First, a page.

Part of the secret of success in life is to eat what you like and let the food fight it out inside.
Mark Twain
Foodfiend is offline   Reply With Quote
Old 08-28-2006, 12:08 PM   #15
Executive Chef
Join Date: Nov 2004
Location: USA,Florida
Posts: 3,835
I love tillapia - in fact, we all do.
Be an organ donor; give your heart to Jesus.
Exercise daily; walk with the Lord.
licia is offline   Reply With Quote
Old 08-28-2006, 12:43 PM   #16
Master Chef
Join Date: Mar 2006
Location: Culpeper, VA
Posts: 5,803
I also give a thumbs down to Tilapia, but part of that may be my Long Island Sound upbringing. I grew up catching, cooking, & enjoying all sorts of sal****er fish & shellfish, so when I first began trying freshwater species, I was sorely disappointed. I just find them all extremely bland when compared to sal****er species.

We have seafood about twice a week, & while I do occasionally buy catfish & trout, they're exceptions rather than rule.

Oh, & as mentioned by a previous poster, high-quality fresh or thawed frozen fish of any type should not smell "fishy". While I'll excuse a slight scent from the oilier types like Bluefish or Mackerel - other sal****er types should just have a fresh briny scent to them. Sort of like the beach (minus the smell of suntan lotion :)). Freshwater varieties should be fairly neutrally scented.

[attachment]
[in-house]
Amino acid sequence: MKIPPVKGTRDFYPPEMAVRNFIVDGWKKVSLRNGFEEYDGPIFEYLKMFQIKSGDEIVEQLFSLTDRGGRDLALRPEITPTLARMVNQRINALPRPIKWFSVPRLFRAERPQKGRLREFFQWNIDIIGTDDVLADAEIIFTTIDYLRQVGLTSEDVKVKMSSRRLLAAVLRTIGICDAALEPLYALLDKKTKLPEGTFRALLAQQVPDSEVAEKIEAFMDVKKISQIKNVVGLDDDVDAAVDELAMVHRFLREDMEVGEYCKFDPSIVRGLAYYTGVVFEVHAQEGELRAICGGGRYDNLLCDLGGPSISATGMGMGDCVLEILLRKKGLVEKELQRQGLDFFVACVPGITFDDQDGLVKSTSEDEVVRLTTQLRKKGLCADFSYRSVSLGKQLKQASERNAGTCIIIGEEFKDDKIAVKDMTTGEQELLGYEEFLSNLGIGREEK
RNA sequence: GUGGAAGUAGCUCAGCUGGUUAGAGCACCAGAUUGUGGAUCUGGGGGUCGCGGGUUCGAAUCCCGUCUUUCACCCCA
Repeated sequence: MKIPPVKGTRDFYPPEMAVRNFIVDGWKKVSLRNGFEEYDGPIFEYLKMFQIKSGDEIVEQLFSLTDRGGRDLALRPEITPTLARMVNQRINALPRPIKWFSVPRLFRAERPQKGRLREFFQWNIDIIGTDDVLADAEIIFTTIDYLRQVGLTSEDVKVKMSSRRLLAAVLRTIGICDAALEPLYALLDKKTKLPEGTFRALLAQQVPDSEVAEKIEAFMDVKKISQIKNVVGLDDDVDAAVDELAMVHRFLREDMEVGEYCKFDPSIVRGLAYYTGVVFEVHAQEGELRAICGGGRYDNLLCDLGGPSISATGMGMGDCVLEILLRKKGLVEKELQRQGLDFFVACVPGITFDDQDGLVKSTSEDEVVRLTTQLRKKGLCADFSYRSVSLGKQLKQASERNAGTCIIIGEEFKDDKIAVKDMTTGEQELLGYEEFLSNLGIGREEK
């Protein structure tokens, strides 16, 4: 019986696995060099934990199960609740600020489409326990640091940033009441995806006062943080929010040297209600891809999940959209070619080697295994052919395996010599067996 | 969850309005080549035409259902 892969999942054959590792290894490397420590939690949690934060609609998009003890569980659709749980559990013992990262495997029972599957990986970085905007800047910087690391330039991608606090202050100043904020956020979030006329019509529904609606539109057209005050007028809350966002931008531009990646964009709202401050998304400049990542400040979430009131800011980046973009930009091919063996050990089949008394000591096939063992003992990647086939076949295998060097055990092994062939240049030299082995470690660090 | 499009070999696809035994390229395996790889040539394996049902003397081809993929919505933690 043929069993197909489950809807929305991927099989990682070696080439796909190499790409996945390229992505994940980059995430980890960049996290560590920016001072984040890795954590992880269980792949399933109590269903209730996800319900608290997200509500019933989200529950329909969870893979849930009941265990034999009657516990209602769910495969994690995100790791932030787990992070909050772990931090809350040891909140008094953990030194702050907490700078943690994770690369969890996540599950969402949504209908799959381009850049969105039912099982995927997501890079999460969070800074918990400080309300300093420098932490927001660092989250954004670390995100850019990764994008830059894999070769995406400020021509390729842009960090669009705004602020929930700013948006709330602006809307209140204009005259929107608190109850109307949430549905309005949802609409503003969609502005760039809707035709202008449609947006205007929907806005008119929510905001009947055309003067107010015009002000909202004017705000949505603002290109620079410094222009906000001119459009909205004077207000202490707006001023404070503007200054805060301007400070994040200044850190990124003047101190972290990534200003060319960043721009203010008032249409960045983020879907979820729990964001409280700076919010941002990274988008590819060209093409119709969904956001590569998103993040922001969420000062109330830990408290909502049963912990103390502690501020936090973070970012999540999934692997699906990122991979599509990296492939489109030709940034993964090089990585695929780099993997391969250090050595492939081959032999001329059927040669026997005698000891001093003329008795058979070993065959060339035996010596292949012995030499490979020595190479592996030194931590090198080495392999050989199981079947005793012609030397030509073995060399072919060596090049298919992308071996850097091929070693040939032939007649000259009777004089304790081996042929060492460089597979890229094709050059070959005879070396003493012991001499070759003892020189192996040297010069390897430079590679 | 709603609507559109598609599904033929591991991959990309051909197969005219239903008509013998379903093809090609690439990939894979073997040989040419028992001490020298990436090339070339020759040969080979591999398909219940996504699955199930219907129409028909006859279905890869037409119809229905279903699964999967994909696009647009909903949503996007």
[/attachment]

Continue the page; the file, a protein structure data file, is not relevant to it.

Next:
BreezyCooking is offline   Reply With Quote
Old 08-28-2006, 01:33 PM   #17
Master Chef
Join Date: Jul 2006
Location: Metro New York
Posts: 8,763
Send a message via Yahoo to ChefJune
a light dusting of Tony Chacheries
That never hurt anything!
Wine is the food that completes the meal.
ChefJune is offline   Reply With Quote
Old 08-28-2006, 04:41 PM   #18
Senior Cook
unmuzzleme's Avatar
Join Date: Jul 2006
Location: Pittsburgh, PA
Posts: 104
Tilapia is one of those things that will pretty much taste just like what you cook it with. It doesn't have much of a fishy flavor all it's own.

However, I really enjoy it! It's cheap and easy to cook pretty much anyway you want (although I would not suggest grilling it straight on the grill...)